Ranting About Football Announcers
Reviews are more useful when they're accurate. Reviews are more fun when they're negative. Best of all is when they're accurate and negative, in which case they're informative and humorous all at the same time.
Every year, Sports Illustrated's Paul Zimmerman reviews the current crop of NFL television announcing teams. In this year's roundup, he goes for the jugular on ESPN's Sunday night trio. From what I've seen, he absolutely nails them:
ZERO [stars out of five]Sadly, I'm sure we're due for another season from this trio.
Mike Patrick, Joe Theismann and Paul Maguire, ESPN -- How is it earthly possible to drop from half a star to none? Easy. They used to provide a teeny weeny bit of information. Now they provide none. And they contradict themselves, often from one series to the next. I don't think they're really fully aware of what they're saying. Theismann in the early KC-Denver game: "The single most classic rivalry in TV." Hmmm. Does Chicago still play Green Bay? Maguire on Cleveland-Baltimore, Week 9: "Jamal Lewis averages six yards a carry. All you have to do is keep giving it to him, and you'll keep getting in second-and-four situations." My God! Brian Billick must be told immediately! Theismann, Bills-Patriots, Week 10, after Brady throws a pick: "You've got to figure the receiver went where he shouldn't." Absolutely. Great QBs never throw interceptions on their own. And through all this, the slow, half goofy drone of Patrick, with every word emphasized, no matter how meaningless. "And tonight! We have sixty-three! Thousand! Fans!" (Whew). Oh, we get some inside stuff all right. Theismann on his exclusive interview with Pittsburgh defensive coach Dick LeBeau during the Steelers-Jaguars telecast: "I saw Dick LeBeau before the game, and I told him, 'Nice to have you back,' and do you know what he told me?" No, what? "Nice to be back." And of course, there's Suzy Kolber and her sideline essays that run right through the live action, and finally, some serious pregame handicapping -- again from Theismann. This was before the contest in which Oakland upset the Broncos: "They can just forget about throwing the ball to Jerry Porter when Champ Bailey's on him. There's no place to get the ball in." That was the game in which Porter caught touchdowns off Bailey for 42 and 14 yards, plus another 52-yarder off him. But so what? Who remembers what is said? Who cares? Me, your faithful narrator, your TV guide.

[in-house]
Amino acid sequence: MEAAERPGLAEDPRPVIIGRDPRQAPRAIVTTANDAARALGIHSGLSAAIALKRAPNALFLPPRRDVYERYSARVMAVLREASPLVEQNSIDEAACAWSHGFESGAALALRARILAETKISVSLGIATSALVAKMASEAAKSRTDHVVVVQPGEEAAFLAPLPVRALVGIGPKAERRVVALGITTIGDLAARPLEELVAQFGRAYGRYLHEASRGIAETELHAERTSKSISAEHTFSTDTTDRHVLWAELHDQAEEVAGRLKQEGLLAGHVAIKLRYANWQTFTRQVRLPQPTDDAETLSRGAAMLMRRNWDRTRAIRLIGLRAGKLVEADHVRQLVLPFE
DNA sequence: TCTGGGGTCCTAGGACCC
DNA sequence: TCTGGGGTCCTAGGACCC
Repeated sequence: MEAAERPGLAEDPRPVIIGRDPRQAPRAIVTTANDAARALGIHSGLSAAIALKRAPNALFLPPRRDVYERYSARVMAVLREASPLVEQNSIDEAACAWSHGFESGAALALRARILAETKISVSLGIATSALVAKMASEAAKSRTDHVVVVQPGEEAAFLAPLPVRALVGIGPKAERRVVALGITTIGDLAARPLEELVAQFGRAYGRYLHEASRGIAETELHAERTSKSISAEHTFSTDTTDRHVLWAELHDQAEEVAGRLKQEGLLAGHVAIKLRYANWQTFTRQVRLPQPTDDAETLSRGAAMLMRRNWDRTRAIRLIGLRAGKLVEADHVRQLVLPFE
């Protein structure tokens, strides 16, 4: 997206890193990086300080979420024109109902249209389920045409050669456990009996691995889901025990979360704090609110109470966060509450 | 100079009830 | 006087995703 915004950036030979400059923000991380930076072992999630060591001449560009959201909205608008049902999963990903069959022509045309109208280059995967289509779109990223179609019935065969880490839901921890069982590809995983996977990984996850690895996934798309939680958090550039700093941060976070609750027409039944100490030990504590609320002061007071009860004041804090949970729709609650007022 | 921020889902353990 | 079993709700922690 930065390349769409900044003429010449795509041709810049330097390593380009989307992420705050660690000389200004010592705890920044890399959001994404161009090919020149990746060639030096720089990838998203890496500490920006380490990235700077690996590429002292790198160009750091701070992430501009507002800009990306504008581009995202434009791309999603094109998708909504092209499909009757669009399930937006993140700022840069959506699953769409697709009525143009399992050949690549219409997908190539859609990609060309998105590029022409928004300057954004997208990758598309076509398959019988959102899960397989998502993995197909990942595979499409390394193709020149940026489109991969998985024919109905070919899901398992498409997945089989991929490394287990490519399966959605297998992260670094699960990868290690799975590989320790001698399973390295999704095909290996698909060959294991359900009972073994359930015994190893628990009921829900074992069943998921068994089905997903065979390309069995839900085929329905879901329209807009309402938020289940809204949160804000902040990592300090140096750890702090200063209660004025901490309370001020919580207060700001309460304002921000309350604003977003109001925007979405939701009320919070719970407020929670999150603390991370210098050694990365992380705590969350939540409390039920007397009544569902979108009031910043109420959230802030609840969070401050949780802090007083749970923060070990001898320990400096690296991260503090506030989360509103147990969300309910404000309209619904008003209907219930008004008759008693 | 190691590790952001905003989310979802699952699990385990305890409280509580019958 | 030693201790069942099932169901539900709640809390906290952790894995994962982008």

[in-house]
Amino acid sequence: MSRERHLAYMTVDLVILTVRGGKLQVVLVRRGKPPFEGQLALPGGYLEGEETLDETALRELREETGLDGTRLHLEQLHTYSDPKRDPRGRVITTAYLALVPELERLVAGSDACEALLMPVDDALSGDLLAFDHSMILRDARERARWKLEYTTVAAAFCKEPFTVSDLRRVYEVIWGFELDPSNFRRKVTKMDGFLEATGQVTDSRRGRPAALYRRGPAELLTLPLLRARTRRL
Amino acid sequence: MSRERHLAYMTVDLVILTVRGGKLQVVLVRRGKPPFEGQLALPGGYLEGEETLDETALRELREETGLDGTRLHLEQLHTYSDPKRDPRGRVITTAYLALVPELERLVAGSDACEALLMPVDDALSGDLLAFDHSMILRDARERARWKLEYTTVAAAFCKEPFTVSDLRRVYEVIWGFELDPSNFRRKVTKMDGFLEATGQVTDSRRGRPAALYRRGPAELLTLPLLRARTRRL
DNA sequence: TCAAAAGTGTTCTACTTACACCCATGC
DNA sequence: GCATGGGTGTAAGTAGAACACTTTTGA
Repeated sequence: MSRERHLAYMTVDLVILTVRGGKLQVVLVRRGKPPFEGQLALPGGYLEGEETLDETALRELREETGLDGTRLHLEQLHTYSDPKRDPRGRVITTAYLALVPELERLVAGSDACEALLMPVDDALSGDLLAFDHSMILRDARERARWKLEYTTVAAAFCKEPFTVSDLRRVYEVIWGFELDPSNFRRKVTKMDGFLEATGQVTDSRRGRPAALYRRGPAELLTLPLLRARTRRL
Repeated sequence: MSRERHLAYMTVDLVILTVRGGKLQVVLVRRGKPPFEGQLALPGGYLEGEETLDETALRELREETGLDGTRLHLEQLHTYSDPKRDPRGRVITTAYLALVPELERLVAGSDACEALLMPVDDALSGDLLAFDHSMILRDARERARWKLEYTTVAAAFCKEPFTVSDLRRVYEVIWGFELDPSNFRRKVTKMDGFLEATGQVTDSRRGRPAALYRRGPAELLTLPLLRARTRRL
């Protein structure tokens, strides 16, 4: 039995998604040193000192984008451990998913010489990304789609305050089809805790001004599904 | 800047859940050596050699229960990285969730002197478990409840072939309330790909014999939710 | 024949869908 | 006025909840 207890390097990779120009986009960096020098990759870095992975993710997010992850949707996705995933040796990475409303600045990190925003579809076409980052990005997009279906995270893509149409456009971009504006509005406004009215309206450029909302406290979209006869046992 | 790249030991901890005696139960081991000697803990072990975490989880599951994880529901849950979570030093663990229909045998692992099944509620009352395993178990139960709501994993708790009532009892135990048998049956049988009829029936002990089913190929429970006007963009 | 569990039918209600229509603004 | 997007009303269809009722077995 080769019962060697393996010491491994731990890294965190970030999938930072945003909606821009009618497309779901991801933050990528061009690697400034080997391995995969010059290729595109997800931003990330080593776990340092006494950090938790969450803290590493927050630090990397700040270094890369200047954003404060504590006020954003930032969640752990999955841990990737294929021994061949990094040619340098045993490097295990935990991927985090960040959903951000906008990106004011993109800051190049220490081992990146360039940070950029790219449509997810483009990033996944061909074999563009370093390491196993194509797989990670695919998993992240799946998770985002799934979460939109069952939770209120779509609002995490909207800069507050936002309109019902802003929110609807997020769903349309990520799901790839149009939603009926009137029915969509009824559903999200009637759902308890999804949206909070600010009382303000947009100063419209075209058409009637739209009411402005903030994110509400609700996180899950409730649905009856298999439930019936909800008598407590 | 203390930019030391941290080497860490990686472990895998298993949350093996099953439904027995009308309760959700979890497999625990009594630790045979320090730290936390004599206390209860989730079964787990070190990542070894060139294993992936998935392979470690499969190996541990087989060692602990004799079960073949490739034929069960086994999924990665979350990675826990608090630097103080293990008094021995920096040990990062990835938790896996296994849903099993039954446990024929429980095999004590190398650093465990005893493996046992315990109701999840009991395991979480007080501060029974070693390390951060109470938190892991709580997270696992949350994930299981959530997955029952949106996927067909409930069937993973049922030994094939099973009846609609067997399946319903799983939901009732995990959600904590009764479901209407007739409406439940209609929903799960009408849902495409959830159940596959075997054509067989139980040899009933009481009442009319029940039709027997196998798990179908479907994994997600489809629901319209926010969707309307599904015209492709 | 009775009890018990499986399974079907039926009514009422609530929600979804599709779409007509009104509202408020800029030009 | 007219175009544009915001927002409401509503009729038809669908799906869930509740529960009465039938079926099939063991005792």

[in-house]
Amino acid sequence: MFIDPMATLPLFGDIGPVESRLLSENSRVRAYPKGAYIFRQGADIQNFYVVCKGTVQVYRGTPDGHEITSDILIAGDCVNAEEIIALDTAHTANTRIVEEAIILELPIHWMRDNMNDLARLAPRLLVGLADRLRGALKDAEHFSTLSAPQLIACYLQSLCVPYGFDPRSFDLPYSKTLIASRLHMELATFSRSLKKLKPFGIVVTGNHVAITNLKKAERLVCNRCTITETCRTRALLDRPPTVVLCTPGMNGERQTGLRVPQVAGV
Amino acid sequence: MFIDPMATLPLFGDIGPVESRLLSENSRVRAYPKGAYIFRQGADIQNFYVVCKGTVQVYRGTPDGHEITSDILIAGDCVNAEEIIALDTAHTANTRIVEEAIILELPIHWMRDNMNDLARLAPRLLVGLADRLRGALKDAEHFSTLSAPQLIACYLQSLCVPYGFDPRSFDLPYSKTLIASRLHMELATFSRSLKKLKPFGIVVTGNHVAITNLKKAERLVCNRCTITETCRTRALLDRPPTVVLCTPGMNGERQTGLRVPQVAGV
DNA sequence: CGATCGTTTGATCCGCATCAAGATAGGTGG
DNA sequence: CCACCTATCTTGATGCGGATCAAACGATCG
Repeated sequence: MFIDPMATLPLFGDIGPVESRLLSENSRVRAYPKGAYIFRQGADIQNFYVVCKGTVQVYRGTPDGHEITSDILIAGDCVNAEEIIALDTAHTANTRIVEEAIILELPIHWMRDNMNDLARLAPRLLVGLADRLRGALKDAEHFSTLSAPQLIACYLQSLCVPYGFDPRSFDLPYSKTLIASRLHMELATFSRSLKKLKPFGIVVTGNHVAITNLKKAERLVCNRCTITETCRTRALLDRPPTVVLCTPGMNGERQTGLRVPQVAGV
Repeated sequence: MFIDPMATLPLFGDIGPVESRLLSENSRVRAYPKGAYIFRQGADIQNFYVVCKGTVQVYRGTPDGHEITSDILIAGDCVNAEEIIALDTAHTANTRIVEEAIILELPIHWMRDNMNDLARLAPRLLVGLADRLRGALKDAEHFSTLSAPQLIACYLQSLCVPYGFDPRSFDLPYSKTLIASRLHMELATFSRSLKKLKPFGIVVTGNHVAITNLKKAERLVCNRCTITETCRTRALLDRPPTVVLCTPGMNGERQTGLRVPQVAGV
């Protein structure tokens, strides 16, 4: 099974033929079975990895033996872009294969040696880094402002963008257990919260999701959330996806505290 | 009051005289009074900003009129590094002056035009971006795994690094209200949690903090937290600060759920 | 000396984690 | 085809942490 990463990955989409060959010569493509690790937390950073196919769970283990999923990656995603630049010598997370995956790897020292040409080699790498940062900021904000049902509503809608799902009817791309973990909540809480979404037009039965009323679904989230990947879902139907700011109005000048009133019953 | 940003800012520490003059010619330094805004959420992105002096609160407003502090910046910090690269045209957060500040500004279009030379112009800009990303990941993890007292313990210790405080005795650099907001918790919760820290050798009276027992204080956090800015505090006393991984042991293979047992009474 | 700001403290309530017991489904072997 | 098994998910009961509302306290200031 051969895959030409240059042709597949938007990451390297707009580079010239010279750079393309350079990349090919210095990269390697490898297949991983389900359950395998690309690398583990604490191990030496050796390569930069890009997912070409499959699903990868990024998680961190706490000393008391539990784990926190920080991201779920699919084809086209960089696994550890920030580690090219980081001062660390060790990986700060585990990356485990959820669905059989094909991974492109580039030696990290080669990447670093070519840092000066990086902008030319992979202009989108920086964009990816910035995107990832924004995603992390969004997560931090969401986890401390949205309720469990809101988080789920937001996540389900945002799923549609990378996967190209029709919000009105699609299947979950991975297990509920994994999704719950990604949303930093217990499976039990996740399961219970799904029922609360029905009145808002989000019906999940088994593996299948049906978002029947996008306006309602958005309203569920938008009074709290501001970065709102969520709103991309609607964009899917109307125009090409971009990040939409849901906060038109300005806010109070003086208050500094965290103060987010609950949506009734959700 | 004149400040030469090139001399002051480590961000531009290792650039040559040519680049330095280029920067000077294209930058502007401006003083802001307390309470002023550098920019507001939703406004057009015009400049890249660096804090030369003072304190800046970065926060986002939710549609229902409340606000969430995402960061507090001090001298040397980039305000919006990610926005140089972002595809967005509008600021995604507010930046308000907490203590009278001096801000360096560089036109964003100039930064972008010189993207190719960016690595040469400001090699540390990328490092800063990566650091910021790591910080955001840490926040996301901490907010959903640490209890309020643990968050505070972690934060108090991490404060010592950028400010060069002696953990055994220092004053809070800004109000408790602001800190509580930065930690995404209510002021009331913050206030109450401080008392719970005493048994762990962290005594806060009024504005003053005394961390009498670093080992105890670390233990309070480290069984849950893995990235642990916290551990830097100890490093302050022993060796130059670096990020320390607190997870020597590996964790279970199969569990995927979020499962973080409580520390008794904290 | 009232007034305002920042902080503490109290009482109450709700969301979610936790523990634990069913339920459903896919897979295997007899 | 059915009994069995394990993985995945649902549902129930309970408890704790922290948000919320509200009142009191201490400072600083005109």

By the way, Joe Theismann is the ex-jock who once famously said:
Nobody in the game of football should be called a genius. A genius is somebody like Norman Einstein.